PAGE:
The Dell U2410, U2711, and U3011 (NOT the U2311H), comes with 2 pre-calibrated color profiles: sRGB and Adobe RGB, for a quick setup. Turn on the monitor, set the monitor color profiles for store shelf setting (Standard as it's called), to Adobe RGB or sRGB, and voila!
    Of course, it must be noted, that the above should be seen as a bonus feature and not a decision making one, why? Because in reality the calibration is something you should do every month, to make up the wear and tear of the monitor and lamp, that is if you need pin-point color accuracy. But for you and I, I believe it's a good place to start. The U2311H has very nice color out of the box to start with.

    My recommendation for a monitor, is the Dell U2410, because of the 16:10 aspect ratio, which I believe, for me, very beneficial. with no downside other than a higher price tag. AND has a variety of inputs. You can plug virtually anything. It has VGA, 2x DVI, Display Port (which is replacing DVI), HDMI and even component and composite. If you have analogue TV, using an old VCR, you can have TV on the monitor (use VCR as a TV-Tuner, and plug it on composite port). It also has Picture-in Picture and Side by Side Picture in Picture.

    However, if you really can't afford the U2410, the U2311H would be my second choice.


    Note: Based on TFT Central, Dell is expected to replace this Q3 the Dell U series.
    They will all be LED black light, all be 16:10, and if it follows the new laptop build quality, including on the Dell high end models the Latitude series, then it will be crap quality. So, you don't have much time before it gets replaced with disappointing models.
     
    bigkingfun likes this.
  9. Parge

    Parge the worst Super Moderator

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    Another simply stunning post from Goodbytes.
     
  10. MrGumby

    MrGumby CPC 464 User

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    Listen to Goodbytes he is a monitor genius.
    On that subject is there any new monitor tech in the pipeline?
    The one point id make about monitors is buy the best you can afford because the tech doesnt change as fast as say gpus or cpus. And they are the part of your PC you spend 99% of your time looking at.
     
  11. GoodBytes

    GoodBytes How many wifi's does it have?

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    Indeed.

    What's up in the monitor world:
    > OLED.. but that was on this list since ages... the technology is still not ready for high resolution, big size monitors, at an affordable price.. let alone fix problems such as a lack of brightness.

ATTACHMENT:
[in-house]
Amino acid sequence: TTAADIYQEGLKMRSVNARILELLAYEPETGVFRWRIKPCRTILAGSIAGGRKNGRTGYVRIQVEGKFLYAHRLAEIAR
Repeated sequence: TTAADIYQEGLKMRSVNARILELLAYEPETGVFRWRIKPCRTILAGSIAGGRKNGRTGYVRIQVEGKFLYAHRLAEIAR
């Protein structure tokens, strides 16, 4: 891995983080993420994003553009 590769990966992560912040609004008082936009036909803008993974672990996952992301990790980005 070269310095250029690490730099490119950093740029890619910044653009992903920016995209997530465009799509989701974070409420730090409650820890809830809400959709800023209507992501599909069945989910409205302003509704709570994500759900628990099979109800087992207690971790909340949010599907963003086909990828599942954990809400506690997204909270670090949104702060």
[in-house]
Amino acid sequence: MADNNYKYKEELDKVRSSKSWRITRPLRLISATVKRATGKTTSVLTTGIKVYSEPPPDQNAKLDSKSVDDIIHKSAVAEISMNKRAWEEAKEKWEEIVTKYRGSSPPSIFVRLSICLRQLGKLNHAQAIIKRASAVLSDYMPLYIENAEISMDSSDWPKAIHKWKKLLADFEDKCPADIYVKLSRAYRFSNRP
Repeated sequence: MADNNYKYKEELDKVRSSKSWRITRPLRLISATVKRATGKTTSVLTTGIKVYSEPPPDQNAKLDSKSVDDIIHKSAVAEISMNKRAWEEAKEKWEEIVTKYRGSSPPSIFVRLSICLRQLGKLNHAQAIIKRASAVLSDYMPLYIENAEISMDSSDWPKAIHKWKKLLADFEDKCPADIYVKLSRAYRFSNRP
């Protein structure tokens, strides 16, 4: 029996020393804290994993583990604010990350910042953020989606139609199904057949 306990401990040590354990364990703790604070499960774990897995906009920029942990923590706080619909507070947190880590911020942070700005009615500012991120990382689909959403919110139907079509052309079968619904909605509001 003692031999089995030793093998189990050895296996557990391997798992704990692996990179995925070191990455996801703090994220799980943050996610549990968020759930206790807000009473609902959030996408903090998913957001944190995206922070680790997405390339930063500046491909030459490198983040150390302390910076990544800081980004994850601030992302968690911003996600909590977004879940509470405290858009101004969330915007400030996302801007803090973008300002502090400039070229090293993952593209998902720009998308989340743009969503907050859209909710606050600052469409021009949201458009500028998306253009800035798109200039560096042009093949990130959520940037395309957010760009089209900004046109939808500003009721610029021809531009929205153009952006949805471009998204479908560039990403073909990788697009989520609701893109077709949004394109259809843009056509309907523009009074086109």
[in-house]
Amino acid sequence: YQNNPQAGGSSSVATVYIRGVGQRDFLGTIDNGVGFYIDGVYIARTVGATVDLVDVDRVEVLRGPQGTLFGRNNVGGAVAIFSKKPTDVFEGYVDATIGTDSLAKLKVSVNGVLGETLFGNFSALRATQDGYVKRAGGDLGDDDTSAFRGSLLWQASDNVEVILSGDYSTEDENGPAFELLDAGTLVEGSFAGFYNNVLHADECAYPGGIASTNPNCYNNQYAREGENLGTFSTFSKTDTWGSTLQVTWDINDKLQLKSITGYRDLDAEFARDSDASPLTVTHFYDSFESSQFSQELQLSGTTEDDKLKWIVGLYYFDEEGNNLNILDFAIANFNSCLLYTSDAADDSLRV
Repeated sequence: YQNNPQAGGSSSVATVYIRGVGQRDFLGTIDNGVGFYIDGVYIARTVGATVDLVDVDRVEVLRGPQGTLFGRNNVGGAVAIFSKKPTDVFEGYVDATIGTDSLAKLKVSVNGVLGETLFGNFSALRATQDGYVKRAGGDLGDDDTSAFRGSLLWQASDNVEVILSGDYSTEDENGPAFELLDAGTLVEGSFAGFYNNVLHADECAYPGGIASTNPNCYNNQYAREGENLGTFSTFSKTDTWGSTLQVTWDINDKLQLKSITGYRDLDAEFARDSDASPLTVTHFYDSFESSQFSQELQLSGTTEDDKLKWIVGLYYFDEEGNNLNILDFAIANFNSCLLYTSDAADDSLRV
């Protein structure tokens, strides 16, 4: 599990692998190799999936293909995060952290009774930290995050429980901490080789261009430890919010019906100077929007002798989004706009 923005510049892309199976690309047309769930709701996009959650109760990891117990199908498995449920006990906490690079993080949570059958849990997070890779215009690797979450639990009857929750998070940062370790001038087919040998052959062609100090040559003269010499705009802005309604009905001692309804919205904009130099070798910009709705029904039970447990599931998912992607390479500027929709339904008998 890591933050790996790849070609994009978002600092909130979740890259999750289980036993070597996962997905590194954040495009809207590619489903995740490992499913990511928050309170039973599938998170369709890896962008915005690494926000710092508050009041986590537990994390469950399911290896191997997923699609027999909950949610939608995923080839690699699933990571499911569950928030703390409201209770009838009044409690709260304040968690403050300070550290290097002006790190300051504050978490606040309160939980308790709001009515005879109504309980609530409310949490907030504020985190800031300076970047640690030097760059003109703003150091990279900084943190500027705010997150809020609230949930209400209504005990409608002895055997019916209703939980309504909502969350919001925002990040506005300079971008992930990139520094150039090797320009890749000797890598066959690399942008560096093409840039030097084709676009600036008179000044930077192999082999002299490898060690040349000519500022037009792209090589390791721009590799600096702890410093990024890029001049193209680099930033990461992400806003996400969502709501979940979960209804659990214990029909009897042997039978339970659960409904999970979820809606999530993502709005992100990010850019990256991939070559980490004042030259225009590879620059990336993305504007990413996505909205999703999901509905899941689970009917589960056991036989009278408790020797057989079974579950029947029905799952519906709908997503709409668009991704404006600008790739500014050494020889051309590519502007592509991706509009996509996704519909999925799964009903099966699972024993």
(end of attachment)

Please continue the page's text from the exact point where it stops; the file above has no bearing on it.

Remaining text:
> Super PLS LCD screen form Samsung... which is a IPS panel for small mobile devices, which brings it closer to desktop IPS panels as it seams (brighter, wider view angle, as apparently IPS mobile panels aren't as wide screen as desktop IPS panels)

    > E-Ink improvements panels.

    Nothing really impacting desktop monitors. I think if OLED is not ready soon for (which I highly doubt it... and usually 1st gen stuff is never really good, heck even IPS panels 1st gen was super far compared to what it is now), and might cost a few fortune) we will simply get what I like call XHD displays. Basically, same size, higher resolution, and perhaps, do the jump from 92 DPI up to 120 DPI. If you want to have a quick look at this, set your DPI setting in Windows 7 to 125 or 150%, and you'll see how things are much smoother, and easier to read 9of course bigger, but the much higher resolution of the screen solves that)
     
  12. noizdaemon666

    noizdaemon666 I'm Od, Therefore I Pwn

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    Sorted that for you :thumb:
     
  13. markbrett64

    markbrett64 thanks to denial I am now immortal

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    In case the message wasn't received with perfect clarity...

    Buy the Dell U2311H ... attach to PC ... visual Cheesecake

    Oh and right this will give you the problem of what to spend the left of 60 quid on...
     
  14. markbrett64

    markbrett64 thanks to denial I am now immortal

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    Or here as you can get free delivery from CCL...
     
  15. Fingers66

    Fingers66 Kiwi in London

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    CCL Online are currently out of stock and that Aria deal has a special free delivery option...damn, I think I am going to have to get one now, before the new model comes out...
     
  16. Fishlock

    Fishlock .o0o.

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    Blimey, cheers for that. I'd love to afford the U2410, but the PC build is more important! Cheer's everyone.
    <3 Bit-Tech.
     
  17. iwog

    iwog Linux cursed

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    Curse you all, I've just treated myself to a new £200 monitor because of this thread.
     
  18. markbrett64

    markbrett64 thanks to denial I am now immortal

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    Enjoy mate and curse away!
     
  19. GoodBytes

    GoodBytes How many wifi's does it have?

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    More like, you have been liberated from the curse of TN badness. Now, you took a step backward to the beautiful colors we used to have from a good CRT monitor. :)
     
  20. true_gamer

    true_gamer Well-Known Member

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    And what is wrong with the LG monitors I bought? The dell u2311 is old tech compared to the LG ips231p-bn which uses a newer panel. Did I mention the LG is over £50 cheaper?

    My review of the LG, which is a fantastic monitor for the price!
    Clicky
    Cheers,

    Simon.
     
    Last edited: 17 May 2011